According to a recent study of 36 primary care physician (PCP) offices in relatively affluent suburban areas of six U.S. cities, one in four people (25.5 percent) tested positive for the virus that causes genital herpes, despite the fact that only four percent of all those tested reported a history of the condition. As the study shows, genital herpes infection rates were high even among suburban, educated and mid to high income populations.
The results of this study were published in this month's issue of Sexually Transmitted Diseases. "Genital herpes continues to spread because very few people with the virus know they have it.
The prevalence statistics are important for both patients and doctors because they show that people of all backgrounds are at high risk for contracting genital herpes.
This is especially important because people can be contagious even when they do not have symptoms of infection," said Peter Leone, lead author of the study and an associate professor of medicine at the University of North Carolina at Chapel Hill. "The study should encourage everyone to practice safer sex, get tested, and if they are infected learn how to manage the disease."
The study took place at six randomly selected PCP offices in relatively affluent areas in each of six U.S. cities (Atlanta, Baltimore, Boston, Chicago, Dallas, Denver). At each office, approximately 150 people age 18-59 were randomly chosen to participate. All blood samples were sent to a central laboratory. A positive test result indicated they were infected with HSV-2, the virus that causes genital herpes (GH). All samples were analyzed using the Focus Technologies HerpeSelect(R) 2 ELISA IgG test designed specifically to detect HSV-2 antibodies in the blood. In total, 5,732 people were screened; of 5,452 people who provided an analyzable blood sample, 5,433 completed a questionnaire.
The final sample was 75 percent white, 14 percent African American, and 4 percent Hispanic. Eighty percent were employed full- or part-time, 74 percent had some college or higher education, 45 percent had a household income of $60,000 or higher, and 68 percent were married/living with their partner. The overall weighted HSV-2 seroprevalence was 25.5 percent -- that means 1 in 4 people tested positive for the virus that causes genital herpes. The seroprevalence ranged from 13.4 percent in the 18-29-year age group, to 25.2 percent (30-39 years), to 31.2 percent (40-49 years) and 28.0 percent (50-59 years). Seroprevalence among women (28.3 percent) was greater than that among men (22.0 percent), and was consistently higher across all age groups. Of the 1,387 people that tested positive for genital herpes, only 12 percent knew they were infected.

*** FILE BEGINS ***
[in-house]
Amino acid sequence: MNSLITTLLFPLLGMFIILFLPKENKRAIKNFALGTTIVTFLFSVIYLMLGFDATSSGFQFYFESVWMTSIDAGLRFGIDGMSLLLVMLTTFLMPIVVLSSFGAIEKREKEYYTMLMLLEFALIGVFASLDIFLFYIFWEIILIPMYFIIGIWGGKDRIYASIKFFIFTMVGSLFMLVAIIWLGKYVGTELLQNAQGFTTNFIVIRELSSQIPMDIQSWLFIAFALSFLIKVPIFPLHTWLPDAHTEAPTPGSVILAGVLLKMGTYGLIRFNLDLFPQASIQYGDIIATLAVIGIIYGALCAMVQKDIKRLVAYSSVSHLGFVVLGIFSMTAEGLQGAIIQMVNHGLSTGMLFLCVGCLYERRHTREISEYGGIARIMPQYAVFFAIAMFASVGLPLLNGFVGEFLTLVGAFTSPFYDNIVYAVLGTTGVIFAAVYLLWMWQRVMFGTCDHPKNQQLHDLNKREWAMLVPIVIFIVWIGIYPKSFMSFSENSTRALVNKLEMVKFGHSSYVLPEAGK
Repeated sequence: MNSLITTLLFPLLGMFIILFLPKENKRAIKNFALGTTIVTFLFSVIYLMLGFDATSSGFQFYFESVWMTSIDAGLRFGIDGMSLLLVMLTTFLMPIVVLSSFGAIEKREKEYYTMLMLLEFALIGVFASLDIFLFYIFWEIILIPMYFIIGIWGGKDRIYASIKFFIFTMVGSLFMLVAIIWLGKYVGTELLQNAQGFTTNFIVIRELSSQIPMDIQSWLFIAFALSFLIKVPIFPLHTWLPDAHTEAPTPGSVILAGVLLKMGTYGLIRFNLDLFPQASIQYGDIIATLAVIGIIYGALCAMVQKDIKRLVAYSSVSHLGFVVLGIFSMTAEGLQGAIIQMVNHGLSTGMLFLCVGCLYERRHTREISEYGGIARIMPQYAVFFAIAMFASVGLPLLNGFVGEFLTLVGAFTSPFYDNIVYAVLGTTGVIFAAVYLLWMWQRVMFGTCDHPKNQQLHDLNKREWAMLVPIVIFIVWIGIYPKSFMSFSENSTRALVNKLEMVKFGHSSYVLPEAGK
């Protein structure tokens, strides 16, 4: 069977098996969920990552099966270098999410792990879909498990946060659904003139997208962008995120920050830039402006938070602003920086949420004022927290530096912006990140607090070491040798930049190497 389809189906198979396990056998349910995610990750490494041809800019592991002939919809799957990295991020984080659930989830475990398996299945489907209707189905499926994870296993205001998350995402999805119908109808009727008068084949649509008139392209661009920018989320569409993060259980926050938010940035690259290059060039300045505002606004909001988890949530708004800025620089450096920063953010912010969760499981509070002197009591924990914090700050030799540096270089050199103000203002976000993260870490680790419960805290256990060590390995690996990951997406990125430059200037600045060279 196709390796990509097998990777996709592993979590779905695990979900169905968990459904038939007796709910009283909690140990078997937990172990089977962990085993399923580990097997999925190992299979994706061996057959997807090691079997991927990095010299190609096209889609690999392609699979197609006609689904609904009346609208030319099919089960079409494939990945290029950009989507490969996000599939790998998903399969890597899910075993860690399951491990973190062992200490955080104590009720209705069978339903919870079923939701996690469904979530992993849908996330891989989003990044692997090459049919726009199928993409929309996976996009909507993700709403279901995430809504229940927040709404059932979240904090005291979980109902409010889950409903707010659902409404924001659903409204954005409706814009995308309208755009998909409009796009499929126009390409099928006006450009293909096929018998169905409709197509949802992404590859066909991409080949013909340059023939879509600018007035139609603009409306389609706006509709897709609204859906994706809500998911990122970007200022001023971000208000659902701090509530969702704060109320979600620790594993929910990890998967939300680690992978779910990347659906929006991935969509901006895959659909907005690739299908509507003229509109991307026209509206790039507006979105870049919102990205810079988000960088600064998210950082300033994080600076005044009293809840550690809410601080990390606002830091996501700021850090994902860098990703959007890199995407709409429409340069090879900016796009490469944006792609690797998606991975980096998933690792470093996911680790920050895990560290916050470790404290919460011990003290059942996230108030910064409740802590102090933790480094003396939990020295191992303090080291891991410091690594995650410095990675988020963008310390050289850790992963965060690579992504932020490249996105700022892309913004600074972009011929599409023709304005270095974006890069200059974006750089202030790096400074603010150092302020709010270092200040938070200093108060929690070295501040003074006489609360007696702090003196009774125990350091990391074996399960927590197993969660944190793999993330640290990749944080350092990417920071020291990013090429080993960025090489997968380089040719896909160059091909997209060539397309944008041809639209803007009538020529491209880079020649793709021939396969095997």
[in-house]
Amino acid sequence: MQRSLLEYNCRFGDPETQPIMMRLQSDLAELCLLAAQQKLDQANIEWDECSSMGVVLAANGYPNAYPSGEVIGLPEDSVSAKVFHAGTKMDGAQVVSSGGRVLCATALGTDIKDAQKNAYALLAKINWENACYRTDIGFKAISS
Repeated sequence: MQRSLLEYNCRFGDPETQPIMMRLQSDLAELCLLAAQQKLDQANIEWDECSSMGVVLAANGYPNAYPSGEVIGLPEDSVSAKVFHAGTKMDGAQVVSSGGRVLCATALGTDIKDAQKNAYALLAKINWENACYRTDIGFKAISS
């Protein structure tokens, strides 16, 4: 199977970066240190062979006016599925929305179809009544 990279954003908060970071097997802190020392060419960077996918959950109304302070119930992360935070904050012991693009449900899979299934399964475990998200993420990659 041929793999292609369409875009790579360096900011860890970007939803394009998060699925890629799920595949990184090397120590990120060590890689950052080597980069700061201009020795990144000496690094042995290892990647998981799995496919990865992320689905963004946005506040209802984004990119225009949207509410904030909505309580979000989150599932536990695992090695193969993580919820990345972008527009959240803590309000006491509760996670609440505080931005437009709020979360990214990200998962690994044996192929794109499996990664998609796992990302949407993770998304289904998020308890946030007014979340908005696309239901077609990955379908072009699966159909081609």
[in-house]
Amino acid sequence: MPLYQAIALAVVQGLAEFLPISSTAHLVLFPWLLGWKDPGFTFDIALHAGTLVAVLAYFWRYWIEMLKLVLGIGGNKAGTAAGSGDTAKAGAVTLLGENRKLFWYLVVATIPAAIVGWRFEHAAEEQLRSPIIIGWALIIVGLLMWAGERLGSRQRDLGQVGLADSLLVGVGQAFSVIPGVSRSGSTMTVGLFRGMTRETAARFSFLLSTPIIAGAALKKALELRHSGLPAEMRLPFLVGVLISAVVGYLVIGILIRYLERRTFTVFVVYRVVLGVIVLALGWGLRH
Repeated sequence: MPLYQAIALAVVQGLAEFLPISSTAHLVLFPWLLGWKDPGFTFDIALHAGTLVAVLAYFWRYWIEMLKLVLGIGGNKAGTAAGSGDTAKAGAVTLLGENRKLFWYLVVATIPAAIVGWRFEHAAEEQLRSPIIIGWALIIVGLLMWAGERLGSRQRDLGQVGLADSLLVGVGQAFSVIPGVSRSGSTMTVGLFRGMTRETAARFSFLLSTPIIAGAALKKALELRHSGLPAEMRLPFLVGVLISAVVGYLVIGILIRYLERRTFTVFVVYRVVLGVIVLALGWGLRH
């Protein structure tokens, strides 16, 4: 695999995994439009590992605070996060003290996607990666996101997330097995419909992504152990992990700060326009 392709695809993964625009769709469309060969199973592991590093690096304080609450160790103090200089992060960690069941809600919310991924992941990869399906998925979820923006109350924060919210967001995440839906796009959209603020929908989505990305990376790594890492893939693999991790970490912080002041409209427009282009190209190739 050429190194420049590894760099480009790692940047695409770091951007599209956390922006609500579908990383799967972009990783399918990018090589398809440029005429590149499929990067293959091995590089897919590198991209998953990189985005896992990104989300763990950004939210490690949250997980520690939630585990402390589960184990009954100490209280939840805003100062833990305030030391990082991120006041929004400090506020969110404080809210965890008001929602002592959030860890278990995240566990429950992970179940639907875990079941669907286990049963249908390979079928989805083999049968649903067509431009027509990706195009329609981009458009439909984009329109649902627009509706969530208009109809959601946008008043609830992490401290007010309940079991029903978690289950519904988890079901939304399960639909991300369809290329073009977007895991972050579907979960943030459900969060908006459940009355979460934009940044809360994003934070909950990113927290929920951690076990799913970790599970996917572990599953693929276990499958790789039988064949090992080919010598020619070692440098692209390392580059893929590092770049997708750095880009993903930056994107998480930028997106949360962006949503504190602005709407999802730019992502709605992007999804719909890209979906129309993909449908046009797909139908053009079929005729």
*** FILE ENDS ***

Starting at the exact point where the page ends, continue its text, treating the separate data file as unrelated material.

The study showed that employment status, marital status and income did not reduce the chances of having genital herpes. Those who were employed full- time had a prevalence of 26 percent, married individuals had a prevalence of 24 percent, those living with their partners had a prevalence of 26 percent, and those with household incomes of $60,000-$80,000 had a prevalence of 24 percent while those with incomes over $100,000 had a prevalence of 21 percent. Those with some college had a prevalence of 28 percent and college graduates had a prevalence of 21 percent. The study was sponsored by GlaxoSmithKline, one of the world's leading research-based pharmaceutical and health care companies.
In 1991, an estimated 1 in 5, or 45 million, Americans were infected with the virus that causes genital herpes. Experts estimate that up to 60 million Americans have the virus that causes genital herpes and the CDC estimates that approximately 1 million people are infected each year. However, as many as nine out of ten of those infected are unaware they have genital herpes and may only have experienced a mild initial outbreak without recognizing recurring symptoms of the disease. Symptoms of genital herpes may include painful or itchy clusters of blisters, bumps and rashes in the genital area, or on the thighs or buttocks.
Many people confuse genital herpes symptoms with other conditions such as urinary tract infections (UTIs), ingrown hair, jock itch, zipper burn, allergic reactions, vaginal infections, a cut or a scratch, or irritation from sexual intercourse or tight jeans. Though the disease is most contagious during an outbreak, it can also be contagious between outbreaks when no signs and symptoms are present. In fact, in clinical studies, the majority of people got genital herpes from a partner who knew they had genital herpes but reported no signs or symptoms at the time of recent sexual activity.